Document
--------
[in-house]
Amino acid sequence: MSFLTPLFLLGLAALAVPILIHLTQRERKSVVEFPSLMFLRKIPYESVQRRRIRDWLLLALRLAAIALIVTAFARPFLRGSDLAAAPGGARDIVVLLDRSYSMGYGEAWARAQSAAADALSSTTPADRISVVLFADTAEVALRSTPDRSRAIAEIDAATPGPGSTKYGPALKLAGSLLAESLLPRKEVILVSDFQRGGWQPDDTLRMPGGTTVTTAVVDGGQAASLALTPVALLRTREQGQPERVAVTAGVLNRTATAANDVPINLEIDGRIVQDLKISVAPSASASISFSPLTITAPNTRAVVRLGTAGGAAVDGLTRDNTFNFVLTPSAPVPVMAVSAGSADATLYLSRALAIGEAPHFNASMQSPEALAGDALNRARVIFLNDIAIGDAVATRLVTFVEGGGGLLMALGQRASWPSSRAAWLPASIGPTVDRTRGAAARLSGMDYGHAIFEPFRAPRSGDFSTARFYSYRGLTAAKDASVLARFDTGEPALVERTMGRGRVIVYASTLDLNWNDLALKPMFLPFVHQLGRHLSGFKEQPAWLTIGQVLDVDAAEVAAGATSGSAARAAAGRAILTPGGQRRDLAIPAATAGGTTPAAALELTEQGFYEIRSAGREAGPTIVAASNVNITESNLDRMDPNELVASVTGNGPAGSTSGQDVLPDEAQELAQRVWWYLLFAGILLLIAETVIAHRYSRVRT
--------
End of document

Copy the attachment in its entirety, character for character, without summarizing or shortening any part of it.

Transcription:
[in-house]
Amino acid sequence: MSFLTPLFLLGLAALAVPILIHLTQRERKSVVEFPSLMFLRKIPYESVQRRRIRDWLLLALRLAAIALIVTAFARPFLRGSDLAAAPGGARDIVVLLDRSYSMGYGEAWARAQSAAADALSSTTPADRISVVLFADTAEVALRSTPDRSRAIAEIDAATPGPGSTKYGPALKLAGSLLAESLLPRKEVILVSDFQRGGWQPDDTLRMPGGTTVTTAVVDGGQAASLALTPVALLRTREQGQPERVAVTAGVLNRTATAANDVPINLEIDGRIVQDLKISVAPSASASISFSPLTITAPNTRAVVRLGTAGGAAVDGLTRDNTFNFVLTPSAPVPVMAVSAGSADATLYLSRALAIGEAPHFNASMQSPEALAGDALNRARVIFLNDIAIGDAVATRLVTFVEGGGGLLMALGQRASWPSSRAAWLPASIGPTVDRTRGAAARLSGMDYGHAIFEPFRAPRSGDFSTARFYSYRGLTAAKDASVLARFDTGEPALVERTMGRGRVIVYASTLDLNWNDLALKPMFLPFVHQLGRHLSGFKEQPAWLTIGQVLDVDAAEVAAGATSGSAARAAAGRAILTPGGQRRDLAIPAATAGGTTPAAALELTEQGFYEIRSAGREAGPTIVAASNVNITESNLDRMDPNELVASVTGNGPAGSTSGQDVLPDEAQELAQRVWWYLLFAGILLLIAETVIAHRYSRVRT